The belly dance club performs at the International Bazaar on April 8 in Baker Hall. The annual cultural event celebrates Lehigh's diverse global community and includes a fashion show, dance performances and food tasting. (Roshan Giyanani/B&W Staff)

International Bazaar event celebrates cultural diversity


Upon entering the International Bazaar, Lehigh students and local community members were greeted with interactive cultural booths, an aerial performance and international food tastings.

Diverse foods, cultural music, traditional clothing and distinct flags represented about 40 of the 85 countries Lehigh international students call home.

The Office of International Students and Scholars held its annual student-run International Bazaar entirely for free, for the first time in its 31 years, from noon to 4 p.m. on  April 8 in Zoellner Arts Center.

People explore the interactive cultural booths  April 8 in Zoellner Arts Center. The exhibits are part of the International Bazaar, an annual event held by the Office of International Students and Scholars. (Roshan Giyanani/B&W Staff)

The public event drew more than 750 guests and aimed to celebrate Lehigh’s diverse global community. The Bazaar included an international fashion show, a showcase of cultural dance performance groups and a food tasting.

Akile dancer Larissa Chow, ’20, who sold food at the Bazaar last year, said the free food was delicious but ran out quickly.

Helius dancer Trevor Watlington, ’17, said he was impressed by the number of attendees and hopes the Bazaar will continue to be free next year.

The event, organized by the Office of International Students and Scholars, was sponsored by the Global Union, Student Auxiliary Services, the Graduate Life Office, Student Senate, the Council for Equitable Community and the Residence Hall Association.

“This event is nice because it shows all the spheres of someone’s background — food, culture, clothing and music,” said Victoria Pasini, ’20, who helped organize the event. “At the end of the day we are so fortunate to be able to attend an institution that allows us to meet all these different cultures, instead of just knowing our own little corner of the world.”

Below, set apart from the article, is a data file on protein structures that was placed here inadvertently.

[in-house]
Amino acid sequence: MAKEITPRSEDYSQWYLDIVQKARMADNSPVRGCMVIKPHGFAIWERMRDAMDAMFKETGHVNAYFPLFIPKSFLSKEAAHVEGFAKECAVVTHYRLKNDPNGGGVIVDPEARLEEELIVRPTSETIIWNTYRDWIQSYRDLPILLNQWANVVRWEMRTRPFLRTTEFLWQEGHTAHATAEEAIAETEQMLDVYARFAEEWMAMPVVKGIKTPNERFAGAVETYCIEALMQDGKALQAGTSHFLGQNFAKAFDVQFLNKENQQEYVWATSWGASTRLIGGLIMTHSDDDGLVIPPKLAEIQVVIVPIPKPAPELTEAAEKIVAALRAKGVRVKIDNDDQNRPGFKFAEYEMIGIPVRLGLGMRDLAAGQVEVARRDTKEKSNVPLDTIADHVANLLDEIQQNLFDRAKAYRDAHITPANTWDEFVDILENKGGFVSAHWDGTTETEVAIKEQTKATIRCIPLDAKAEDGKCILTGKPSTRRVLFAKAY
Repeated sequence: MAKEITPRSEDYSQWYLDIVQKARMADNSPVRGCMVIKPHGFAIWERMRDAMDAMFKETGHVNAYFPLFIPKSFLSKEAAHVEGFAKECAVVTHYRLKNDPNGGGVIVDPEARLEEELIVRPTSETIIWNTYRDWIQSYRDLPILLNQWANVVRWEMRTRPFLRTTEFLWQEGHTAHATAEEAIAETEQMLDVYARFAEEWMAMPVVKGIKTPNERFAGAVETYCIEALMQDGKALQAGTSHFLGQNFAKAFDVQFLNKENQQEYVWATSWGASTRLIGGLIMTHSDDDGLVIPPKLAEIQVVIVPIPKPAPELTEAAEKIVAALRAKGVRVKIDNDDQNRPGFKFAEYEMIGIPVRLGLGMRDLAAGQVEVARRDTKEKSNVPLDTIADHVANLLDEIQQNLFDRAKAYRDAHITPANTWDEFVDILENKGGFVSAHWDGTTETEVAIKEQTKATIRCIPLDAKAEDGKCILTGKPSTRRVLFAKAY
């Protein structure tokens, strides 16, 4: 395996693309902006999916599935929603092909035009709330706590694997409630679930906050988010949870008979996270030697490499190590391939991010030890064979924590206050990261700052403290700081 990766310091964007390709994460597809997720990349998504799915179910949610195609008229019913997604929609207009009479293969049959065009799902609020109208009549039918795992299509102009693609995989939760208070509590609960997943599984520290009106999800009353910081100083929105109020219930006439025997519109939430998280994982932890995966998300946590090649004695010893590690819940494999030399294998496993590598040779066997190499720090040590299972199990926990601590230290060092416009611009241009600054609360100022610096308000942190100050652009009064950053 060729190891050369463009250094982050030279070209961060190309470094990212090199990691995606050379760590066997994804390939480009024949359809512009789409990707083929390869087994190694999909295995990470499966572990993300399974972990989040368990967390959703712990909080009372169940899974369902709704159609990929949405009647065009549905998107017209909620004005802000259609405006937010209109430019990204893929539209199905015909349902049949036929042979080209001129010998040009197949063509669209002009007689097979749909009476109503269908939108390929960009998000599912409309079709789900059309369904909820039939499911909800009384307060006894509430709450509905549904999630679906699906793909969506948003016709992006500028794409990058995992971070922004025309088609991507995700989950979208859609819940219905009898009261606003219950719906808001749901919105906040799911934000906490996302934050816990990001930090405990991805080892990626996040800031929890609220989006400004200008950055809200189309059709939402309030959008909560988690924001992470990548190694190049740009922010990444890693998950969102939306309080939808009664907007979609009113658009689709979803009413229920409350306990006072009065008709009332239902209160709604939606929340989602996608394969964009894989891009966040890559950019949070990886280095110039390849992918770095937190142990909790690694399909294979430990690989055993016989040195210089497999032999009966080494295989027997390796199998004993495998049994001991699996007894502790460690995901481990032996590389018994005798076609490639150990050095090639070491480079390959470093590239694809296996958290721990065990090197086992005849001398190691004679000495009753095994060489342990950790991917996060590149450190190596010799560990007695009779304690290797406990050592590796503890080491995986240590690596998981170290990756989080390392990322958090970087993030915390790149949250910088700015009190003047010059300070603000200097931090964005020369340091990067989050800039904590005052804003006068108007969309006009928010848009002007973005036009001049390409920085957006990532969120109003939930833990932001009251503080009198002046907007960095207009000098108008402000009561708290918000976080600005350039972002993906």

Booths run by student clubs lined the walkway of the Atrium Lobby and allowed attendees to learn about different cultures through interactive games and activities. Additionally, students and faculty from more than 15 countries participated in the fashion show and performances in Baker Hall.

“The fashion show and cultural food tasting allowed (me) to learn about different traditional clothing and taste new foods from all over the world,” Watlington said.

Cheryl Matherly, the vice president and vice provost for international affairs, said this event inspires cultural exchange each year.

“This event…celebrates the rich cultural diversity we have at Lehigh and in the entire Lehigh Valley,” Matherly said.

Pasini said representatives from neighboring colleges were invited to the event last year, and likewise, the LVAIC schools joined Lehigh to volunteer and perform in this year’s event.

“Because of their participation this year, now this event is not just a Lehigh specific event but rather a community thing,” Pasini said.

The event featured aerial dance performances in the Black Box Theatre. Aerialist Christine Gorigoitia performed first, followed by aerialist Sam Anderson.

“Aerial dance is a hybrid of movement that began in the U.S. and over the years made its way to Europe,” Gorigoitia said.

She said the dance is explored in a three-dimensional way and allows people from different countries and cultures to find a common language through movement.

Gorigoitia began her performance by inviting the audience to engage their minds and bodies with exercises. The activity allowed the audience to learn what aerial dance is all about — engaging in one’s mind through body movement — before viewing the performance.

Watlington said he looks forward to participating in next year’s Bazaar.

“Events like the International Bazaar are important to our campus community because when we learn about and expose ourselves to different people around the world we become more well-rounded and open-minded to diversity,” Watlington said.

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